1. Capture great sounds in the room, at the source.
  2. Listen with a microscope and cleanup everything you can.
  3. Arrange and mix carefully—each part has to live in its own part of the frequency spectrum and the stereo field.
  4. I use a spotlight approach to mixing: at any given point, one—and only one—thing has the focus.
  5. Rather than mixing to the lowest common denominator (low-quality earbuds), I mixed to sound great on the best audiophile system.

The simplicity of “White Iris” is especially amazing.
“White Iris” is one of my favorites, in part because it came out so different from how I originally envisioned it. I had a much more dense and layered guitar arrangement in mind. But when Michael Whittaker played the piano part, it was just so beautiful. I knew that if I forced additional guitar parts in there, it wouldn’t have the same vibe. So, and this was the hard part, I kicked my ego to the curb and took myself off the track, except for doubling the melody with the sax and playing a solo. Hard as it was to cut literally all of my rhythm guitar parts, it was the right call to make.

What insight did these amazing top-level musicians bring to your music that helped you expand the interpretation of these songs ?
It was an awe-inspiring experience working with musicians who play on that level. We chose a song, ran it down once, talked about it, then started recording it. We never did more than two takes for a song. What you hear on the CD is a complete first or second take. I can remember only two or three places where we went back and punched in to fix someone’s mistake. That was it. Basic tracks, finished.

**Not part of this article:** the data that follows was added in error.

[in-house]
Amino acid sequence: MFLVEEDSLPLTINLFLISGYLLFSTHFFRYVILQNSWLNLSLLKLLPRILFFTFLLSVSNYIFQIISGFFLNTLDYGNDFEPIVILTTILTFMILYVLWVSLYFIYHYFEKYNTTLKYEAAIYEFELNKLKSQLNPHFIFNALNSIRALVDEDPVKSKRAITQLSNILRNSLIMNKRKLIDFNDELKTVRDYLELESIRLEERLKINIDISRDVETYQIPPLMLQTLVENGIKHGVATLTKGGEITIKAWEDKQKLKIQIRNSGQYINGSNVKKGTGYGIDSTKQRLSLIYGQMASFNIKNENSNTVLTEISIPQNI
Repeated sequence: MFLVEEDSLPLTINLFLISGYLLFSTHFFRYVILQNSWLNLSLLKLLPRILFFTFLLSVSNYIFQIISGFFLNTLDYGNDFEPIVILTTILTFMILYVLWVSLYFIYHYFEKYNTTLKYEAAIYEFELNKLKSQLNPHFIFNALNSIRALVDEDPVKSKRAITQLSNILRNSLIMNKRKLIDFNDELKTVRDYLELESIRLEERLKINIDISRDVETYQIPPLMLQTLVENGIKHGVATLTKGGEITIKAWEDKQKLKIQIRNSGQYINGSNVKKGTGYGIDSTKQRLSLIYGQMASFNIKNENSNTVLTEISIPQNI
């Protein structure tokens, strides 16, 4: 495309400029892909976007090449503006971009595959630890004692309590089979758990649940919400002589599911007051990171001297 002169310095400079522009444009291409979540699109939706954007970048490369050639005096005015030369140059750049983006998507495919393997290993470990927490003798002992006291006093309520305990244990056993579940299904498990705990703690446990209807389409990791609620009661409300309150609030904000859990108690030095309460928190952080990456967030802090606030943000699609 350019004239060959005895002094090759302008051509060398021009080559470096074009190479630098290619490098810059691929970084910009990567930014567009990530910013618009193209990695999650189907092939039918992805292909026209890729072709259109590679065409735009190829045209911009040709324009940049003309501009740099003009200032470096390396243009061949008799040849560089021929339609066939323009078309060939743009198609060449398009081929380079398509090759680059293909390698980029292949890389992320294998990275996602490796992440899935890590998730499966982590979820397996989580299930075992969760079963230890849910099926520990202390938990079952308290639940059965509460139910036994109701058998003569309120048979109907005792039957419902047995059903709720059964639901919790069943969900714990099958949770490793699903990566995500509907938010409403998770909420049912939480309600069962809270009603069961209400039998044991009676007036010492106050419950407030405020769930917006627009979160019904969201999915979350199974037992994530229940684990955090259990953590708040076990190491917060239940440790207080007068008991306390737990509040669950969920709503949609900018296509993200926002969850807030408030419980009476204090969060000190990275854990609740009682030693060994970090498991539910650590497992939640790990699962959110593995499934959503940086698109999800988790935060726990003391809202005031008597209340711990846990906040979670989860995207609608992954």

How did you choose the musicians?
I’m a bit of a control freak, and what I learned is to let go. When you have musicians like that, let them do what they do. I mean, seriously, I’m going to tell Keith Carlock what he should play on the drums? The whole point of hiring someone for a session is to let them contribute what it is that they do, and that you can’t do yourself. Just give them a map, discuss the vibe you want, and sit back and enjoy as they make it better than you can imagine it being.

How were you able to let go?
I also learned that I don’t have to do everything myself. Mark Hornsby is a world-class recording engineer. John Hinchey is a great horn arranger. Scott Hull is a top mastering engineer. Even though I cando those jobs, that doesn’t mean I should. Letting those guys do what they do so well—allowed me to focus on the music.

Who originally inspired you to compose music?
I don’t know if it was so much a “who” as it was a “what.” I dabbled a bit in writing little songs here and there for some of my early bands. But I really started writing music when I went back to college after being on the road with bands, and took recording classes. I got a little drum machine and synth, and started writing music that I could record in the studio. That’s also where I developed my recording and music technology chops, and where I started building my studio rig—all of which has led to so many great things for me through the years.